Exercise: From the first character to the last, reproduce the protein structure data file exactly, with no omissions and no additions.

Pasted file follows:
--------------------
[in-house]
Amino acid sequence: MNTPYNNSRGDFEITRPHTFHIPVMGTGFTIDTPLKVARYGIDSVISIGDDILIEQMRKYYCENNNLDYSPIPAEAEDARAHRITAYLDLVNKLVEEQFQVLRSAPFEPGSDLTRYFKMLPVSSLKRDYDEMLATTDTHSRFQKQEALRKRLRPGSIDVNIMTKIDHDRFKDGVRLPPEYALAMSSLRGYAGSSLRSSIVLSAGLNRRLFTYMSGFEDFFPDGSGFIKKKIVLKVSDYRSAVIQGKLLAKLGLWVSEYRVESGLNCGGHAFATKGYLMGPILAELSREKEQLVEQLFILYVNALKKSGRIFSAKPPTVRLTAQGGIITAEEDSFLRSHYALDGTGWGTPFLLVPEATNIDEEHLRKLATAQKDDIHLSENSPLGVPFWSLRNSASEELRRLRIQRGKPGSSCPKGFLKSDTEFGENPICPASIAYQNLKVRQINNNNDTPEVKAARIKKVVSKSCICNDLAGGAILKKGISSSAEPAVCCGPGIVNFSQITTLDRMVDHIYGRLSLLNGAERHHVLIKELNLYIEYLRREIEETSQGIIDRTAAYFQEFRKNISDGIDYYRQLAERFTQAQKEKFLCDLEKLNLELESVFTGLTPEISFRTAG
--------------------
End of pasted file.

[in-house]
Amino acid sequence: MNTPYNNSRGDFEITRPHTFHIPVMGTGFTIDTPLKVARYGIDSVISIGDDILIEQMRKYYCENNNLDYSPIPAEAEDARAHRITAYLDLVNKLVEEQFQVLRSAPFEPGSDLTRYFKMLPVSSLKRDYDEMLATTDTHSRFQKQEALRKRLRPGSIDVNIMTKIDHDRFKDGVRLPPEYALAMSSLRGYAGSSLRSSIVLSAGLNRRLFTYMSGFEDFFPDGSGFIKKKIVLKVSDYRSAVIQGKLLAKLGLWVSEYRVESGLNCGGHAFATKGYLMGPILAELSREKEQLVEQLFILYVNALKKSGRIFSAKPPTVRLTAQGGIITAEEDSFLRSHYALDGTGWGTPFLLVPEATNIDEEHLRKLATAQKDDIHLSENSPLGVPFWSLRNSASEELRRLRIQRGKPGSSCPKGFLKSDTEFGENPICPASIAYQNLKVRQINNNNDTPEVKAARIKKVVSKSCICNDLAGGAILKKGISSSAEPAVCCGPGIVNFSQITTLDRMVDHIYGRLSLLNGAERHHVLIKELNLYIEYLRREIEETSQGIIDRTAAYFQEFRKNISDGIDYYRQLAERFTQAQKEKFLCDLEKLNLELESVFTGLTPEISFRTAG